Once Were Warriors
In a violent relationship, it takes a mother's strength to save herself and her children from the man she loved.
Once Were Warriors is a violent love story set against a contemporary urban backdrop.
Eighteen years after Jake and Beth Heke married in the first flush of teenage love, it's easy to see why Beth found him irresistible. Jake is a muscular handsome man who exudes an explosive sexual energy. Even now, five kids later, he can still arouse Beth with one look.
But Jake now spends most of his time at the pub proving his manhood with his fists. And if Beth ansers back, she's likely to get the same treatment.
But Beth's a survivor. It will take more than a few knocks to conquer her spirit and besides, she's still deeply in love with Jake.
At home, Beth struggles to keep the family together but the violence is taking its toll. One son has joined a gang, the next has been taken into welfare. Still untouched is Grace, the beautiful teenage daughter, a gifted writer and thinker who embodies Beth's own hope for a better future.
Tragically, Grace's special gifts set her apart form her tough urban surroundings and make her the most vulnerable memeber of her family. She's destined to be cut down before she's had a chance to mature.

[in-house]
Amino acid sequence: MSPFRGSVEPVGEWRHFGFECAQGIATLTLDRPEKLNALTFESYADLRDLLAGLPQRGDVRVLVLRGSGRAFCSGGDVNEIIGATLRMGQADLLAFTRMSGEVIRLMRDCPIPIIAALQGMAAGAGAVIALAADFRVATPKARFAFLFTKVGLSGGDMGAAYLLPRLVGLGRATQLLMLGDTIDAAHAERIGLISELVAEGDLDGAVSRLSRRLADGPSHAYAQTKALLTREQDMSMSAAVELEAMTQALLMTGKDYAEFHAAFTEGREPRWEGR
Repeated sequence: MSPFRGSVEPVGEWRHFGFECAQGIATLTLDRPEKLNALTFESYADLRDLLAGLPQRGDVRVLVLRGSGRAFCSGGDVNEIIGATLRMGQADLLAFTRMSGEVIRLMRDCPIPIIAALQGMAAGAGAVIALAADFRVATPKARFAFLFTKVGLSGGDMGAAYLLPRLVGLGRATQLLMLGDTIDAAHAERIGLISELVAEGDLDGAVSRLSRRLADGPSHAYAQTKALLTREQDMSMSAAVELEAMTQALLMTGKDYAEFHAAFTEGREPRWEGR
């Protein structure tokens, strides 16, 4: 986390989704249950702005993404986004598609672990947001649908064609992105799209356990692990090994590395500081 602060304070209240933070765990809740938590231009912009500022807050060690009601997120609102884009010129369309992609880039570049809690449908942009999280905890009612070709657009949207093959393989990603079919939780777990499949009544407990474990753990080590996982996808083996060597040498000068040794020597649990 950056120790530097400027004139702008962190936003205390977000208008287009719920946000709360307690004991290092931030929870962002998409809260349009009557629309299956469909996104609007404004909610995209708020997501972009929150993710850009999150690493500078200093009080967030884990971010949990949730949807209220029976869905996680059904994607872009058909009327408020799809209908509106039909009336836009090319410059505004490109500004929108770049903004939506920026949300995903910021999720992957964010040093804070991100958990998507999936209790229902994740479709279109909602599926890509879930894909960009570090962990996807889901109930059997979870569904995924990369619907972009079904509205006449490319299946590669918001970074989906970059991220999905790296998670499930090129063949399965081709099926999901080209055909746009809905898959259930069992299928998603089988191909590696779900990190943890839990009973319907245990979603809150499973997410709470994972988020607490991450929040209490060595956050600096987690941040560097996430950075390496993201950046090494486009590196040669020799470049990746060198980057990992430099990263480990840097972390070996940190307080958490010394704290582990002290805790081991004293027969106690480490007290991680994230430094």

While the loss of Grace is the worst tragedy Beth can imagine, it is also the very thing which turns her own life around for the better. Forced to make a choice - her man or her family - Beth finds the strength to seek a new alternative.
The Auckland production company Communicado bought the rights to Alan Duff’s novel Once Were Warriors almost immediately after it was published in 1990. The book then went on to become a New Zealand best seller.
Once Were Warriors appealed because its story was contemporary, urban and controversial, says producer Robin Scholes. "To my mind the history of New Zealand films contained too many polite stories which were distanced from everyday life."